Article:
Earlier this summer, the USDA posted twelve new GE crops for public comment with a September 11 deadline, and nine are under the new fast-tracked process. That’s twelve new GMOs to review and issue comments on in two months!
Here’s the lowdown. Three of the new crops are under the old petition process. Under the old process there is only one 60-day public comment period. Here are the three crops under the old process:
— Dow 2,4-D and Glufosinate Tolerant Soybean (APHIS-2012-0019)
Since the introduction of GM crops, the US has seen herbicide use increase by over 300 million pounds. Big Biotech originally claimed that weeds would not develop resistance to glyphosate (RoundUp), but they have and these new “superweeds” have become the driving force behind new crops engineered for stacked, or multiple, herbicide tolerances. Adoption of these new crops will lead to dramatic increases in the use of higher risk herbicides such as 2,4-D and dicamba, perpetuating the herbicide treadmill that is already in place.
2,4-D is already the third-most-used US herbicide, after glyphosate and atrazine, and as a leading source of dioxin pollution, it’s one of the most deadly. As of yet, however, it’s hardly used on soy at all. Just 3 percent of total US soybean acres were treated with 2,4-D in 2006. Not only will this percentage skyrocket once Agent Orange Soy hits the market, the amount used per acre may triple, according to the USDA.
—Bayer Glyphosate and Isoxaflutole Tolerant Soybean (APHIS-2012-0029)
—Syngenta Corn Rootworm Resistant Corn (APHIS-2012-0024)
Syngenta’s genetically engineered Bt crops have been banned in many countries because of the documented harm they cause to people, animals and insects. Bt corn produces its own insecticide that kills bad bugs and good bugs alike, Bt corn pollen has reportedly killed peasants in the Philippines, Bt livestock feed harms animals, and the Bt toxin is now found in the blood of over 80% of women and their unborn children.
Under the new process, USDA has also opened nine additional new crops for public comment. This initial comment period applies to the petitions for nonregulated status which include information submitted by the petitioning company. Once USDA has the completed their environmental analyses they will open a final 30-day comment period for the decision-making documents.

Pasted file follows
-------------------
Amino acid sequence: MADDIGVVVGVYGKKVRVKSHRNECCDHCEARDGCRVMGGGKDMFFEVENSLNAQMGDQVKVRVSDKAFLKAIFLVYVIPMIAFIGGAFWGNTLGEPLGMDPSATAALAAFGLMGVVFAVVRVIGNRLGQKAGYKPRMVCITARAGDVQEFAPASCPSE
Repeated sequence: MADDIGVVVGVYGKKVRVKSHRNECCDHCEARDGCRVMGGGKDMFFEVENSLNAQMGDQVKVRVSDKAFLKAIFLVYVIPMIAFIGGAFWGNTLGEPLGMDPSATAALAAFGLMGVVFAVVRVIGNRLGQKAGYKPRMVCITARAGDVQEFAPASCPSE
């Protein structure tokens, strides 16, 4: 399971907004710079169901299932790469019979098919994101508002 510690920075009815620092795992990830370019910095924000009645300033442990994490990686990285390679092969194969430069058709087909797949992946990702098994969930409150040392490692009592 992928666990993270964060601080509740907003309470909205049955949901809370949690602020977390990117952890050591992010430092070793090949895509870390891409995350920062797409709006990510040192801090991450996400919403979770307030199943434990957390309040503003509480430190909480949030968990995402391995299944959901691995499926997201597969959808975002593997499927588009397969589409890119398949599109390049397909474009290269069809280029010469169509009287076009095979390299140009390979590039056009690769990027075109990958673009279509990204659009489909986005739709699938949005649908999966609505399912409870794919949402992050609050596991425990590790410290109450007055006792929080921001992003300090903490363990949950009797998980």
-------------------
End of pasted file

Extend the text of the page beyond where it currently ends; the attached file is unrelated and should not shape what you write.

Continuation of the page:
Here are the 9 crops under the new process with the same September 11 deadline:
—Okanagan Non-Browning Apple (APHIS-2012-0025)
Okanagan’s “Arctic” apple would be the first genetically engineered version of a food that people directly bite into. According to the latest study by the Environmental Working Group, conventionally grown apples are the most pesticide contaminated fruit or vegetable on the market. Conventional apples are dangerous, and GMO apples are just a dumb idea – one not even supported by many in the apple industry itself!
—Dow 2,4-D, Glyphosate and Glufosinate tolerant Soybean (APHIS-2012-0032)
—Monsanto Dicamba Tolerant Soybean (APHIS-2012-0047)
According to the Institute for Science in Society (ISIS), “dicamba is actually an old herbicide that served alongside “agent orange” in Vietnam, and has been resurrected as an environmentally friendly chemical through the magic of public relations.”
—BASF Imidazolinone Tolerant Soybean (APHIS-2012-0028)
—Monsanto High Yield Soybean (APHIS-2012-0020)
—Monsanto Glyphosate Tolerant Canola (APHIS-2012-0035)
—Pioneer Glyphosate Tolerant Canola (APHIS-2012-0031)
—Monsanto Hybrid Corn (APHIS-2012-0027)
—Genective Glyphosate Tolerant Corn (APHIS-2012-0046)
USDA Fast-Tracks GMO Crop Approval Process
Despite massive public opposition, last year the USDA announced plans to streamline its genetically engineered petition process under the Animal Plant and Health Inspection Service (APHIS). Earlier this year these controversial changes were implemented, speeding up the approval process for new genetically engineered seeds and crops. The new process will cut in half the time it takes for new GE seeds and crops to enter the market.
USDA claims that the new fast-track process allows for earlier input from the public to improve the quality of its environmental analyses. But according to a USDA press release, the new process is a part of efforts by the Secretary of Agriculture, Tom Vilsack, to “transform USDA into a high-performing organization that focuses on its customers.” The customers that USDA is so keen on assisting are none other than Monsanto, Dow, Dupont, BASF, Syngenta, and the rest of the Biotech bullies!
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